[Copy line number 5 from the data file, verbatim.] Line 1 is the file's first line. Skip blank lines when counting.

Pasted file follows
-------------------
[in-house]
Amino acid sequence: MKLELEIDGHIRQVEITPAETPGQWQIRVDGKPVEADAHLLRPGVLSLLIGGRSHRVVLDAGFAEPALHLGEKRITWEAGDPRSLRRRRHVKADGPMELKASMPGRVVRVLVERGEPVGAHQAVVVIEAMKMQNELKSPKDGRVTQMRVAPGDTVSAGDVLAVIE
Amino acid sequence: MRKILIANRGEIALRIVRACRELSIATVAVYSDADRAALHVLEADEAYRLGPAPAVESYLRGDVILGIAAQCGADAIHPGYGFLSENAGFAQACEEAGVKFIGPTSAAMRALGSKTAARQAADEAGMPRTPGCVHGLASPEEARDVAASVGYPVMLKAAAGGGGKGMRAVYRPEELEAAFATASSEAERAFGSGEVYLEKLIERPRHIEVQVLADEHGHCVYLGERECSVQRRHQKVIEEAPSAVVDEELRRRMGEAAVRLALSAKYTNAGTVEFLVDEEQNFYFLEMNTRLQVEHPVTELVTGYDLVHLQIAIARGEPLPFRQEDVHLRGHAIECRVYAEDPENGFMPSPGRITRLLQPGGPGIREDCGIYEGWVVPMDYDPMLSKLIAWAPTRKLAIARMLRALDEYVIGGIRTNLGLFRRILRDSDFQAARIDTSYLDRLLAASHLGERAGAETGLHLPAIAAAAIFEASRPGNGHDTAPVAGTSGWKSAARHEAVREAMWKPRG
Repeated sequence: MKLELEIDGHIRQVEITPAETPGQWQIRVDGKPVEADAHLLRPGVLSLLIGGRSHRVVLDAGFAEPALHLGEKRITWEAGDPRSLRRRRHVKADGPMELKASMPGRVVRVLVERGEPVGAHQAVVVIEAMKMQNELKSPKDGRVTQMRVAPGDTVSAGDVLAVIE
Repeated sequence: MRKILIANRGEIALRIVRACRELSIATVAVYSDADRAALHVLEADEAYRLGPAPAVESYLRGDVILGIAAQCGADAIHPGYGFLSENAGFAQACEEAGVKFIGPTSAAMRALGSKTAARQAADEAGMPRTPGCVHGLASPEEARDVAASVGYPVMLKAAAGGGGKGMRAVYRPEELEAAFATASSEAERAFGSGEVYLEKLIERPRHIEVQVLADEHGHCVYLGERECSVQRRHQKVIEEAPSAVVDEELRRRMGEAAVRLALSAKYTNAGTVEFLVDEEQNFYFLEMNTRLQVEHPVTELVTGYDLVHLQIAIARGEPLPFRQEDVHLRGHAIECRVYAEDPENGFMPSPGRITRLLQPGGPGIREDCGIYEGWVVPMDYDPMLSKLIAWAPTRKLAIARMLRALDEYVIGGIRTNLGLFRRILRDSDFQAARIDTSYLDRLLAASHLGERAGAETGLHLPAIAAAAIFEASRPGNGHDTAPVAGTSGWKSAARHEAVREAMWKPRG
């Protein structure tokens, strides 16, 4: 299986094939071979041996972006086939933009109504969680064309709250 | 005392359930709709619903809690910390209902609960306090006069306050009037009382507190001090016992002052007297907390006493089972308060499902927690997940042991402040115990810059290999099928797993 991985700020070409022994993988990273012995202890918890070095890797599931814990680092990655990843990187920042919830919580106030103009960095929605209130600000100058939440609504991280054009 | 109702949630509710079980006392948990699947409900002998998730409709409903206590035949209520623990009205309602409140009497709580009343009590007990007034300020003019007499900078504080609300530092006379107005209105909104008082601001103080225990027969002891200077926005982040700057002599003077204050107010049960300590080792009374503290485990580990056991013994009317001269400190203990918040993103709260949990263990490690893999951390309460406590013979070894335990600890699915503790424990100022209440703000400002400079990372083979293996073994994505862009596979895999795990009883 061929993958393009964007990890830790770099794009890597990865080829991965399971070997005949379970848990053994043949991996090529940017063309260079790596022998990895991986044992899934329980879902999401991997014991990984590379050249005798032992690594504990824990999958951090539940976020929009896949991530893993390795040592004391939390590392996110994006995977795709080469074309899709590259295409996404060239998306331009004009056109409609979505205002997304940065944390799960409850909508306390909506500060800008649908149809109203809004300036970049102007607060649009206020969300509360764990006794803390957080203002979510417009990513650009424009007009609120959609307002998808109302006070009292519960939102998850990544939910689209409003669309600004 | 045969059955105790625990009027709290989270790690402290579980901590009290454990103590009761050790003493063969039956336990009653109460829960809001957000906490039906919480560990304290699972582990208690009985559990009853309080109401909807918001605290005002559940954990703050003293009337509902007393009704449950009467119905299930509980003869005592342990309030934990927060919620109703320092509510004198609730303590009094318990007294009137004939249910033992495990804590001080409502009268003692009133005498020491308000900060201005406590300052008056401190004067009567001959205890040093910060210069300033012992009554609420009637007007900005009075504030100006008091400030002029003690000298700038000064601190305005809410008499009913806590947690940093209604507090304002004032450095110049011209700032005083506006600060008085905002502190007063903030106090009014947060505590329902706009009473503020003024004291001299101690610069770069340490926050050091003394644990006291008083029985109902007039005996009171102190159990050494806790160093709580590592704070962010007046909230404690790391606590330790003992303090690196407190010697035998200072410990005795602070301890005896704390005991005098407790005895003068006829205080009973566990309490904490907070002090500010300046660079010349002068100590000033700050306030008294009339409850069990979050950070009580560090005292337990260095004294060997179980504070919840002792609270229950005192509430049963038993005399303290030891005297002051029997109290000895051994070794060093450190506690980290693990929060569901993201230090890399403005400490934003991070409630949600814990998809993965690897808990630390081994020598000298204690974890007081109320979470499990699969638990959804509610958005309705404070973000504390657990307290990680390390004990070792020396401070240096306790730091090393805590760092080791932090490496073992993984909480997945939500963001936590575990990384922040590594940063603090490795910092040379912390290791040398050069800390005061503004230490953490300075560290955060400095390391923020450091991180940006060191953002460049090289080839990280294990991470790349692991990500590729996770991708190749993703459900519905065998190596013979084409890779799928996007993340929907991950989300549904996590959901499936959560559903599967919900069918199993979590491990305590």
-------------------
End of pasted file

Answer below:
Repeated sequence: MRKILIANRGEIALRIVRACRELSIATVAVYSDADRAALHVLEADEAYRLGPAPAVESYLRGDVILGIAAQCGADAIHPGYGFLSENAGFAQACEEAGVKFIGPTSAAMRALGSKTAARQAADEAGMPRTPGCVHGLASPEEARDVAASVGYPVMLKAAAGGGGKGMRAVYRPEELEAAFATASSEAERAFGSGEVYLEKLIERPRHIEVQVLADEHGHCVYLGERECSVQRRHQKVIEEAPSAVVDEELRRRMGEAAVRLALSAKYTNAGTVEFLVDEEQNFYFLEMNTRLQVEHPVTELVTGYDLVHLQIAIARGEPLPFRQEDVHLRGHAIECRVYAEDPENGFMPSPGRITRLLQPGGPGIREDCGIYEGWVVPMDYDPMLSKLIAWAPTRKLAIARMLRALDEYVIGGIRTNLGLFRRILRDSDFQAARIDTSYLDRLLAASHLGERAGAETGLHLPAIAAAAIFEASRPGNGHDTAPVAGTSGWKSAARHEAVREAMWKPRG